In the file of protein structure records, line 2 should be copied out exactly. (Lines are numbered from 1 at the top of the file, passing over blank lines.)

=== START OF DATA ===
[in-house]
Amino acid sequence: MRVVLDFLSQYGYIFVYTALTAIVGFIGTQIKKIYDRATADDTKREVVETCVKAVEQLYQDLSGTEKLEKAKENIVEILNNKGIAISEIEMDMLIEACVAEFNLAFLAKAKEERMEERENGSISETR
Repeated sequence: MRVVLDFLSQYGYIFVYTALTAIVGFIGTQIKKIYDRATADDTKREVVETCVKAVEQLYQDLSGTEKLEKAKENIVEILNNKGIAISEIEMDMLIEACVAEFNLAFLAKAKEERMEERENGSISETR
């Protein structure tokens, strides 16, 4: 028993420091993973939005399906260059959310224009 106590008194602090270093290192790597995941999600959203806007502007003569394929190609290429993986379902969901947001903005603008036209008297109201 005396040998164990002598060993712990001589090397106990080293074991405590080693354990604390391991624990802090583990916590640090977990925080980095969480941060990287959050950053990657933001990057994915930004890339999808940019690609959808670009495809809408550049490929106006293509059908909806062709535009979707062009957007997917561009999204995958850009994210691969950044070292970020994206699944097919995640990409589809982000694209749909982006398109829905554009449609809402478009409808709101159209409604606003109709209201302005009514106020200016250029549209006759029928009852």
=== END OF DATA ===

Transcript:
Amino acid sequence: MRVVLDFLSQYGYIFVYTALTAIVGFIGTQIKKIYDRATADDTKREVVETCVKAVEQLYQDLSGTEKLEKAKENIVEILNNKGIAISEIEMDMLIEACVAEFNLAFLAKAKEERMEERENGSISETR